• Where do you deliver to?
    • Is the delivery or final destination country subject to an embargo?
    • Or is it an atypical destination that could be related to an attempt to circumvent a sanctioned country/region?
  • Who is involved in the transaction?
    • Do you know all parties (including banks, service providers, subcontractors) involved in the transaction?
    • Are any of these direct or indirect business partners on any of the sanction lists?
  • Why are you delivering your items?
    • What is the intended use and end use? Are the goods connected in any way with ABC weapons?
  • What items are you supplying?
    • Are the goods on any goods control or sanction lists?
    • Catch-all: Checking unlisted goods for approval requirements. If there is positive knowledge of a critical end use or if the responsible authority has informed it , must approval requirements be observed?


Economic operators should continuously check what effects the existing sanctions have on their business relationships, as misconduct will be punished with severe sanctions.

Depending on the company structure, it may be that in addition to the Swiss export control regulations, other regulations – such as those of the EU, the USA or other third countries – also must be taken into account.

Export controls – your key to compliance, corporate growth and success

Our services and how we can support you:

  • Export controls compliance ‘Health Check’: gap analysis, review of existing structure, documents and processes
  • Introduction into export controls: creation and provision of general checklist(s) as for the daily guidance, basic training and workshop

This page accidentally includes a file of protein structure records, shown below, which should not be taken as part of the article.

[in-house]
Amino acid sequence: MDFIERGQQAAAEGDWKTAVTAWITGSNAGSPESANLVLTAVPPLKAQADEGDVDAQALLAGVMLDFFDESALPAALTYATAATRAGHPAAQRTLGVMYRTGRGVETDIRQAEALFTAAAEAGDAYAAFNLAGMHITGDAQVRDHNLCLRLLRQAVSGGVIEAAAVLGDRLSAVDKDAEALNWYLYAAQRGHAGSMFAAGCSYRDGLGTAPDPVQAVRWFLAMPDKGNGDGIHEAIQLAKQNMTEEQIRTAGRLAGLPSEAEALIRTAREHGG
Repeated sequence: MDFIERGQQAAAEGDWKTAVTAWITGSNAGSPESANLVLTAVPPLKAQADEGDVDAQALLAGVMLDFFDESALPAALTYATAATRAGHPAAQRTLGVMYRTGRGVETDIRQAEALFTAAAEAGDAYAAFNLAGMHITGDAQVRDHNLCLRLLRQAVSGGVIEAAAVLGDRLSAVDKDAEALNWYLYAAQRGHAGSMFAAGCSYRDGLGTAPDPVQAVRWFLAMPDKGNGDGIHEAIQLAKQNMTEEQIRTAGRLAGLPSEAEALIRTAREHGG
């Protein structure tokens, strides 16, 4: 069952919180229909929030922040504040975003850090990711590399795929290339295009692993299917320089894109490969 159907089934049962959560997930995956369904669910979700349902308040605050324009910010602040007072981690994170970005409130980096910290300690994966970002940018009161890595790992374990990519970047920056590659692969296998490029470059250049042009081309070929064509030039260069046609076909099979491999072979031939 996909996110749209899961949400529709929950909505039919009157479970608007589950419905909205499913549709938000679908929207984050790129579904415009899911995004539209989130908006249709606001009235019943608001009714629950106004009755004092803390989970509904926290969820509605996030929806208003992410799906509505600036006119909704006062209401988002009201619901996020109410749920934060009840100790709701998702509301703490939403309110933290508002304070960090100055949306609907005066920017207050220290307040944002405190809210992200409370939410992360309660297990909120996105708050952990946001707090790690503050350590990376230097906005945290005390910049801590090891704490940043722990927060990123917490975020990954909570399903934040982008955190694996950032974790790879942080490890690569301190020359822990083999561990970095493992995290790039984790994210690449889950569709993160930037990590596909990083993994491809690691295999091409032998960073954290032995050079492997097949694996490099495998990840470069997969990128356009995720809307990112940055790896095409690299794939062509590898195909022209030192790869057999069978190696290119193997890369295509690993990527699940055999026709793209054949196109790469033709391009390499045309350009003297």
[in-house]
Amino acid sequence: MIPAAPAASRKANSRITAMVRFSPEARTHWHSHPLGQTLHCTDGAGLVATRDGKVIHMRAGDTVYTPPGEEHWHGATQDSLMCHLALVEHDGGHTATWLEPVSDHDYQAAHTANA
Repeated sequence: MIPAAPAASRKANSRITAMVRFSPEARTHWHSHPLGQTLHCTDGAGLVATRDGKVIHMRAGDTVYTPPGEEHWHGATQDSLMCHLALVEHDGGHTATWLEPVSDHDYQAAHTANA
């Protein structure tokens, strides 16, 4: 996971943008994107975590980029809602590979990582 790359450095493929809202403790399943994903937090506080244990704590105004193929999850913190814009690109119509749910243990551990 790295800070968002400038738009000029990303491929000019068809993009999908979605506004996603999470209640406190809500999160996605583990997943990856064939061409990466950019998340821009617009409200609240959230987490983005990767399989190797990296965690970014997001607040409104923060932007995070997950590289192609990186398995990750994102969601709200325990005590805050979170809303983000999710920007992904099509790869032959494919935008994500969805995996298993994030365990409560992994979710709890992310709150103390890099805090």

• Swiss e-licensing system (ELIC) registration/communication: guidance, assistance, support with communication with authorities as well as applying to obtain binding information and licences from authorities
  • Internal Compliance Program (ICP): review of existing documents and processes, setting up and provision of an ICP framework based on the minimum requirements of the authorities and according to ‘best practice’, guidance, assistance and review in developing/writing the content
  • Export control classification of items: guidance, assistance, plausibility review of results, support with communication with authorities as well as applying to obtain binding information and licences from authorities
  • Embargo and sanctions screening: guidance, assistance, plausibility review of results and the derivation of possible resulting requirements, restrictions and measures
  • KYC and red flag screening: guidance, assistance, plausibility review of results and the derivation of possible resulting requirements, restrictions and measures

This blog post reflects the status as of 12 April 2024. We would like to point out that the political situation is extremely dynamic and there may be short-term changes in the law.

Contact us

Simeon L. Probst

Partner, Customs & International Trade, PwC Switzerland

+41 58 792 53 51


Katharina Scheiber

Senior Consultant, Trade Compliance & Export Controls Expert, PwC Switzerland

+41 58 792 56 95